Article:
As a mum do we even have time to read? I think not, so when a friend recommended this book I bought it with the intention of reading it in hospital after I had my next baby, the only time I imagined I would ever have time again with 3 children.
When it arrived in the mail, I thought I would read the introduction and have continued to read a little bit every night. Interestingly I find myself reading it slowly, savouring it, pondering the words and then applying the little ideas in my life.
Buddhism for Mothers doesn’t mean you need to be a Buddhist
I am not a buddhist, not quite sure what I am, but clearly this is about a gentle view point more than anything and certainly doesn’t strike me as a religious book. This book is about life.
Buddhism for Mothers is for Mums with Kids of all ages because she has written different ones to be relevant to mums in many different stages of their lives. It is all about a way of looking at things, approaching life and motherhood from a gentle perspective, learning to stress less, worry less and live more.
There are five books
Buddhism for Mothers: A Calm Approach to Caring for Yourself and Your Children
Buddhism for Mothers of Young Children: Becoming a Mindful Parent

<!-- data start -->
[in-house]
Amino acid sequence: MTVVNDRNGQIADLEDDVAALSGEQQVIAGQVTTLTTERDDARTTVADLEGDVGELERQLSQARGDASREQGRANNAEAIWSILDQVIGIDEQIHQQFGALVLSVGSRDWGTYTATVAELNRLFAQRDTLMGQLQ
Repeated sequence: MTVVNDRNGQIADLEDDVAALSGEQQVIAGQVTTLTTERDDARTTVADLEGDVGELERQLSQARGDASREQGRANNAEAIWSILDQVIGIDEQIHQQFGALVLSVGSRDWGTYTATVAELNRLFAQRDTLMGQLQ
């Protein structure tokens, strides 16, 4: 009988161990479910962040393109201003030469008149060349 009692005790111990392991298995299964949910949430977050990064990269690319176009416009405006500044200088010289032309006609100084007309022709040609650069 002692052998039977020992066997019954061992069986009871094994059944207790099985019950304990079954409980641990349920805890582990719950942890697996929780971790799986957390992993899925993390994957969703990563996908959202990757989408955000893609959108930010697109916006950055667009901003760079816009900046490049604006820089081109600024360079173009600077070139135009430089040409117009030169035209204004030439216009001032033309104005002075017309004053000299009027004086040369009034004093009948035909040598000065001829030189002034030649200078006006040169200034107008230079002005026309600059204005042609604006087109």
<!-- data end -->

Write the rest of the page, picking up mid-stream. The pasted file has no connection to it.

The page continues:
Buddhism for Mothers of Schoolchildren: Finding Calm in the Chaos of the School Years
The Complete Buddhism for Mothers (this is a combined of the top 3 books mentioned)- I got this one
Buddhism for Mothers with Lingering Questions
Buddhism for Mothers- Whats the big deal
For me, it is the amount of tiny lessons within each page, like a guidebook to parenting in a way that seems to make utter sense. Let me give some examples so you understand
- Allow Kids to talk it through- say little, prompt them, delay introducing your own feeling and your opinions, don’t hijack their talking time
- You don’t own your child. He belongs to a community of people who love him and want the best for him. People have just as much right to teach him about consideration of others as I do.
- We are what we think. All that we are arises with out thoughts. With our thoughts we make the world.
- It’s important to notice the diabolically difficult nature of parenting and to not expect perfection (Susan Murphy).